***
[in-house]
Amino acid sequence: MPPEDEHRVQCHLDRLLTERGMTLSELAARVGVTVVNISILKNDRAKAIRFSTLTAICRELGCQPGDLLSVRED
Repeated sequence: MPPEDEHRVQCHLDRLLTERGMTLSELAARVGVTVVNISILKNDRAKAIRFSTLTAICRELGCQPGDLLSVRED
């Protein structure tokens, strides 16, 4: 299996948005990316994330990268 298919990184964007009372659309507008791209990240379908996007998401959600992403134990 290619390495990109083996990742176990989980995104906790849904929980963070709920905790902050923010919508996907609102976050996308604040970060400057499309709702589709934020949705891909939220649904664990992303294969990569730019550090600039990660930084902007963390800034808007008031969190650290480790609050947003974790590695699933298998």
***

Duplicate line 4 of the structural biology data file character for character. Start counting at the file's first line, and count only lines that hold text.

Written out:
């Protein structure tokens, strides 16, 4: 299996948005990316994330990268 298919990184964007009372659309507008791209990240379908996007998401959600992403134990 290619390495990109083996990742176990989980995104906790849904929980963070709920905790902050923010919508996907609102976050996308604040970060400057499309709702589709934020949705891909939220649904664990992303294969990569730019550090600039990660930084902007963390800034808007008031969190650290480790609050947003974790590695699933298998």